Almost half of retirees are in debt. While their total debt might be lower, older Canadians are accumulating debt at a faster rate than their children and grandchildren. The question is, why this is the first generation of seniors willing to risk their retirement by taking on so much debt late in life? In truth, seniors are facing the pressure to go into debt for three main reasons.
1. Lifestyle and Longevity
For some, debt becomes a way of funding their retirement. A small segment may be using debt to maintain a larger home rather than downsizing and travelling, but for many, debt is funding basic living expenses. A reduction in income without a healthy safety net, in terms of retirement savings or a good pension, means borrowing to pay the rent and eat. As we live longer, any savings we do have may not go far enough.
2. More Borrowing Tools
There are many more lending products directed specifically at seniors than ever before. Think of products like a reverse mortgage. Seniors can now stay in their home longer, borrowing from the equity in their home to fund the cost of staying there, going on vacations and more. And payday lenders have stepped into the seniors market in a big way. Most payday loan companies are all too happy to loan against CPP and private pension income. With a stable, but small, source of income, seniors are prime marketing opportunities for payday loan companies. Almost 10% of our clients at Hoyes, Michalos & Associates carried a payday loan and seniors owed the highest payday loan debt of all age groups. Taking out multiple loans, they owed on average $3,700 in payday loan debt at the time they filed bankruptcy.
3. Family Pressure
This last reason is most concerning. Many older Canadians are facing pressure from family to borrow money to help their children or grandchildren. With the cost of homeownership skyrocketing and the high cost of post-secondary education, younger Canadians are looking for financial help from their parents and grandparents. Many are taking out debt of their own to do so or co-signing loans for their offspring. If those same children experience financial trouble of their own later in life, a now indebted senior has to find a way to pay off this debt or file bankruptcy.
Debt and Elder Abuse
In extreme cases, the demands for money lead to elder abuse. Elder abuse can take many forms including, but not limited to: financial, physical, sexual, psychological and active neglect. It has been estimated that between 2 and 10% of all seniors are subjects of abuse. The difficulty in providing an accurate assessment as to the scope of the problem is due, in part, to the fact that many cases go unreported. Seniors themselves are often reluctant to report abuse because they fear retaliation, recriminations and the possible restriction of their future freedom to act independently.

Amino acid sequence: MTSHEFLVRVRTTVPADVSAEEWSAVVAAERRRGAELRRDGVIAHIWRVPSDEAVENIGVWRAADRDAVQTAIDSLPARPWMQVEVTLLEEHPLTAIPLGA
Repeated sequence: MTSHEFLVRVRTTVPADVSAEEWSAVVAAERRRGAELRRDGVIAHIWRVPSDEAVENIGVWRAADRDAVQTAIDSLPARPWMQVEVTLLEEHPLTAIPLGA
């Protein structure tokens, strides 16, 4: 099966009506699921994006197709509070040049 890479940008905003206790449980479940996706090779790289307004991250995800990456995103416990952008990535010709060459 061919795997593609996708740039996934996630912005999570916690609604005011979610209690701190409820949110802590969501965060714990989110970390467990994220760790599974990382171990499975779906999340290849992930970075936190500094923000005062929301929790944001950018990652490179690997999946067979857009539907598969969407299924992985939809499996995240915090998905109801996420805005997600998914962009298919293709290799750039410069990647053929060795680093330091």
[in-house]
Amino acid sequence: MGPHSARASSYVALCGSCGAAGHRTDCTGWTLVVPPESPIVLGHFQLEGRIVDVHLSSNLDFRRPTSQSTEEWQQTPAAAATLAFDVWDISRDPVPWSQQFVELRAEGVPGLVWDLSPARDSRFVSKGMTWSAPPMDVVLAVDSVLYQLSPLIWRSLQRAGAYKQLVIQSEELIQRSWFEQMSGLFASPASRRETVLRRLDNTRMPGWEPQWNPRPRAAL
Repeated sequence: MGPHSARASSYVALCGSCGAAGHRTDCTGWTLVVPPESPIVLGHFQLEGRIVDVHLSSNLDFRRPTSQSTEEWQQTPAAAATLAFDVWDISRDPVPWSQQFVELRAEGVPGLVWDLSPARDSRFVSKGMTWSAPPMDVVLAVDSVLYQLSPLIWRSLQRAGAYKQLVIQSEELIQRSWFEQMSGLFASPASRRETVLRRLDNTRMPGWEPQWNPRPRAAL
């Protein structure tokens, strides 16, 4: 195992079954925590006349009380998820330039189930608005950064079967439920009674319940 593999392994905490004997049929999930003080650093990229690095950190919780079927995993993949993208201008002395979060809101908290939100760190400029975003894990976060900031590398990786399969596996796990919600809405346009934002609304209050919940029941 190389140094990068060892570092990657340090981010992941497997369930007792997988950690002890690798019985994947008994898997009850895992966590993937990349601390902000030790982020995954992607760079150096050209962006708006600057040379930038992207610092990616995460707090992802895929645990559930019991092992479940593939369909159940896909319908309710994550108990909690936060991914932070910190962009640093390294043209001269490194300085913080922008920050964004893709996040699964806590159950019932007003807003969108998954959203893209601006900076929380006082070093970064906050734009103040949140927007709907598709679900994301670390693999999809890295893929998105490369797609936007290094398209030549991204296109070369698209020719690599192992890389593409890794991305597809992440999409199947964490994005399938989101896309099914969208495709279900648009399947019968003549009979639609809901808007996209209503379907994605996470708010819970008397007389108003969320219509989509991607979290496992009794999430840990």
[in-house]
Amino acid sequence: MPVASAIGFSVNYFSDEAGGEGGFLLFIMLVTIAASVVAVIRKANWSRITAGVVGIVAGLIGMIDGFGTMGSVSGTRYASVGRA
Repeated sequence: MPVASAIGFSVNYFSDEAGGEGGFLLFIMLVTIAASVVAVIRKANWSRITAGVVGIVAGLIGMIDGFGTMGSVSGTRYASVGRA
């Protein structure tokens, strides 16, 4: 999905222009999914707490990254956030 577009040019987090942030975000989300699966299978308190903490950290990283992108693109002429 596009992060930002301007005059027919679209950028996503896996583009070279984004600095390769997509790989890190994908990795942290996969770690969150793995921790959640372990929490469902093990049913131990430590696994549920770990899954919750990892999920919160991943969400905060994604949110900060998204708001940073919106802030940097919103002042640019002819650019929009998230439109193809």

As professional advisors, we have a duty of care to our clients. We have seen an alarming number of cases of seniors borrowing money at the demands of a family member. This should never happen and we need to be vigilant as to the warning signs in our community and be prepared to step in, even if it means reporting the abuse to the appropriate parties.
If you suspect someone may be experiencing elder abuse, have a look at these resources for help:
- Financial Consumer Agency of Canada: Financial Abuse of Seniors and Fraud
- Elder Abuse Ontario
- Toronto Police Service: Elder Abuse Guide
- Your Legal Rights – Rules About Reporting Elder Abuse
- Nice – Preventing and Intervening in Situations of Financial Abuse
We’ve seen in our practice an alarming increase in the number of seniors filing bankruptcy. Today 1 in 10 insolvencies we file involve seniors aged 60 and older. Carrying debt into retirement increases this risk, as do the factors noted above.
It’s our job to keep an eye on our aging family members and look for the signs of financial trouble. Go with them to talk with an expert. Make sure they get good advice and help them keep their debts from overshadowing their retirement.
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